Bladder Wrack

Rockweed – Bladder Wrack

Fucus sp.  (3 species and several subspecies)
(F. spirillis, F. vesiculosus,  F. distichus, F distichus ssp. edentatus,

 bladder wrack

Phylum: Phaeophyta (brown algae)
Family: Fucaceae

Bladder Wrack is one of the most dominant types of perennial rockweed in the intertidal zone.  Its olive green to dark brown blades can be seen growing amongst barnacle covered rocks and piers.  Different species can be distinguished by looking for air bladders, which help them float, and warty receptacles and the ends of the blade that contain gametes1,2.  You can distinguish Fucus sp. from Asophyllum nodosum because the blades are flat with a prominent midrib2 and always divide into two like the letter ‘Y’.  All Fucus sp. Have receptacles and the ends, but air bladder/vesicle development depends on how calm the water is1.  The information below illustrates the differences between Fucus species.

Air Bladders (Vesicles): usually paired (if present)1,2
Receptacles (at the tips): swollen, warty ovals2
Range: Arctic to North Carolina2
Other: F. vesiculosus may reach 60cm (2’) in length1 and is the most common of all Fucus species.  Some variants may lack air bladders making it hard to tell the difference between this species from F. spirillis.

 F. spirillisFucus spirillis
Air Bladders (Vesicles): not paired1
Receptacles (at the tips): swollen with a distinct ridge around the circumference1
Range: Newfoundland to Long Island Sound2
Other: F. spirillis  is smaller than F. Vesiculosus1 and can be found closer to shore2.  It also exhibits a twisted growth pattern1.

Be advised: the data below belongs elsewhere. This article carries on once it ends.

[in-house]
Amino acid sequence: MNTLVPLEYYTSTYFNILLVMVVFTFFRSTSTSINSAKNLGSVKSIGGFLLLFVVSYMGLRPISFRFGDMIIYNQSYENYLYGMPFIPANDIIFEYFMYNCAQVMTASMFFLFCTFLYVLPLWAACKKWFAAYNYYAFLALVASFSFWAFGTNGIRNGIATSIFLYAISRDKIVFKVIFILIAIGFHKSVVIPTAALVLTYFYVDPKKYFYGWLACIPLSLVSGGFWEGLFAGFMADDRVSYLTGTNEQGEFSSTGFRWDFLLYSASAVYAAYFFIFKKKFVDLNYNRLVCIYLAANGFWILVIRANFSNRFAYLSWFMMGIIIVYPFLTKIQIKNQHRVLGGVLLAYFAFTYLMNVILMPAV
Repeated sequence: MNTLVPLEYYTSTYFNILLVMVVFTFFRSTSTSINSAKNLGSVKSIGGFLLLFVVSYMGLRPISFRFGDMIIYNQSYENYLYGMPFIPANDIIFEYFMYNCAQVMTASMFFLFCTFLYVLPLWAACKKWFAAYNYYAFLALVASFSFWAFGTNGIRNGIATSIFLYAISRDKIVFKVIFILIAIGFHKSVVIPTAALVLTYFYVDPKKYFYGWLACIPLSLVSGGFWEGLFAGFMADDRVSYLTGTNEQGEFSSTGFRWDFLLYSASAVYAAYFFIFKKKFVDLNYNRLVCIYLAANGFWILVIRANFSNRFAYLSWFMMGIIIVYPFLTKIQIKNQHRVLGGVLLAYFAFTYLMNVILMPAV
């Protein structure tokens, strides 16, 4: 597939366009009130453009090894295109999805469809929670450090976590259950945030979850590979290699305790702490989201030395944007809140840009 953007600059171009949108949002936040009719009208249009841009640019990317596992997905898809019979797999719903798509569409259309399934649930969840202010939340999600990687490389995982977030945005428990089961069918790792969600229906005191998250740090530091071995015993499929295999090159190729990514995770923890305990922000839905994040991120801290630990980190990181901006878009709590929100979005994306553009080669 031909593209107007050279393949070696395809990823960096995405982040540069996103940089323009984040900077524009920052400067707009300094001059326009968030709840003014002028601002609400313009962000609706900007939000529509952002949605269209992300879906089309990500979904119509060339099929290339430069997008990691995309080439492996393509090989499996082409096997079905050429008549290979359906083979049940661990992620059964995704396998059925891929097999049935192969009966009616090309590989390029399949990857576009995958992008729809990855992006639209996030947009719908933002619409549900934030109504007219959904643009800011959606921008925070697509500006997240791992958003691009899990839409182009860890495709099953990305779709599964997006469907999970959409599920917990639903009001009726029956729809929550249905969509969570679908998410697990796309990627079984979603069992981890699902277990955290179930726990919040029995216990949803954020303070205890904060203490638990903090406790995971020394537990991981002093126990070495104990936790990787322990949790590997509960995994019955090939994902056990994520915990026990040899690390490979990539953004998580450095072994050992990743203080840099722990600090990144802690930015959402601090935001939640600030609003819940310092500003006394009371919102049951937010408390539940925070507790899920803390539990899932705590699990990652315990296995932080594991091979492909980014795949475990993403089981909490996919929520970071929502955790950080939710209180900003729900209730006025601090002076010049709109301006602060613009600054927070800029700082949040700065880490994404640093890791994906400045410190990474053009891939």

F. distichus ssp. edentatus1,2
or  F. edentatus2
Air Bladders (Vesicles): always absent1,2
Receptacles (at the tips): shaped like flat finger2
Range: Newfoundland to Long Island Sound2

F. distichus ssp filiformis  or F. filiformis2
Air Bladders (Vesicles): always absent2
Receptacles (at the tips): shaped like fingers, but not flattened2
Range: Subarctic to Northern Massachusetts2
Other: F. filiformis has narrow blades, and is hard to distinguish2.

F. distichus ssp evanescens2 or F. evanescens2
Air Bladders (Vesicles): always absent2
Receptacles (at the tips): flat, small2
Range: Arctic to Long Island Sound2
Other: F. evanescens2 is found in the early subtidal zone2

F. serratus2
Air Bladders (Vesicles): always absent2
Range: Nova Scotia to Gaspé
Other:  F. serratus2 is hard to distinguish. Look for serrated margins on the blades.2

1. Watling, L., Fegley, J., Moring, J., White, S., Sulzer, A. (2003) Life Between the Tides. Tilbury House Pub

2. Gosner, Keneth L. (1978), Peterson Field Guides: Atlantic Seashore – A field guide to sponges, jellyfish, sea urchins, and more




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